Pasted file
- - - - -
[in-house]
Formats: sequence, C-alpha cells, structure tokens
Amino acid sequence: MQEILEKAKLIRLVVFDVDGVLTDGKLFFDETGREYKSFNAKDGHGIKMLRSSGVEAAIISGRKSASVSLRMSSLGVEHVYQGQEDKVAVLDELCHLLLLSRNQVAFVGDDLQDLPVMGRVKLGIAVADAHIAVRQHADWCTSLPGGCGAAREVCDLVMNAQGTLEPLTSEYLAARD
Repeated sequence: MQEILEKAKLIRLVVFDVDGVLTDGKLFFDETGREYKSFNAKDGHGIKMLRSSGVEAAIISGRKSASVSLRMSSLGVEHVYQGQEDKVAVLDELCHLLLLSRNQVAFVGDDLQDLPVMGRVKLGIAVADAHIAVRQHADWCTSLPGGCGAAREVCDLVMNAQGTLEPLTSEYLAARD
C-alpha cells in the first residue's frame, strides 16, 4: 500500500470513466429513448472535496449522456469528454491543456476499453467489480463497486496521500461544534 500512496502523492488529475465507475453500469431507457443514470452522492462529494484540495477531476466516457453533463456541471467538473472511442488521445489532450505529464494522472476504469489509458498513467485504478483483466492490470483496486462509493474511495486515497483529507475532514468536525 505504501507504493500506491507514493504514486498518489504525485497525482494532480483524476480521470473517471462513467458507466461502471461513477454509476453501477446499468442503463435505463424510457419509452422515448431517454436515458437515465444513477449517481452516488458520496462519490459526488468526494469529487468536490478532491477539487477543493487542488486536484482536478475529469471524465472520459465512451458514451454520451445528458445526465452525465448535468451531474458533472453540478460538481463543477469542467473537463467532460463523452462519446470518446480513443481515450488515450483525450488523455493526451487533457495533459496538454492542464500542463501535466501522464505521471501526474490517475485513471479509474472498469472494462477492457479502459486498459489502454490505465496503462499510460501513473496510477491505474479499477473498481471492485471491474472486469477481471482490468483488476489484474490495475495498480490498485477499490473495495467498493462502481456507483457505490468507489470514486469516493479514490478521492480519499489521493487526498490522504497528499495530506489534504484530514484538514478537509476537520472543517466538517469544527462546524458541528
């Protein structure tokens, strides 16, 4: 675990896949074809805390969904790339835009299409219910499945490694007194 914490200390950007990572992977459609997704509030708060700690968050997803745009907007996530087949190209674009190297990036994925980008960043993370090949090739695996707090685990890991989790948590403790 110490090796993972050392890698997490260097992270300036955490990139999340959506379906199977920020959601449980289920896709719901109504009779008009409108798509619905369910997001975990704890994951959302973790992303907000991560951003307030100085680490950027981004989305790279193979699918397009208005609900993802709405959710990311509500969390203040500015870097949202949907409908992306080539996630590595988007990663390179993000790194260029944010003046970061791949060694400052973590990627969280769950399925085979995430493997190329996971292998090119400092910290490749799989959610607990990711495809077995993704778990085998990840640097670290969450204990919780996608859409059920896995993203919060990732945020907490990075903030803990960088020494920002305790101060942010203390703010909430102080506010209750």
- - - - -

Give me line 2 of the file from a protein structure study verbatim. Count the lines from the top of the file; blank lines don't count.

Formats: sequence, C-alpha cells, structure tokens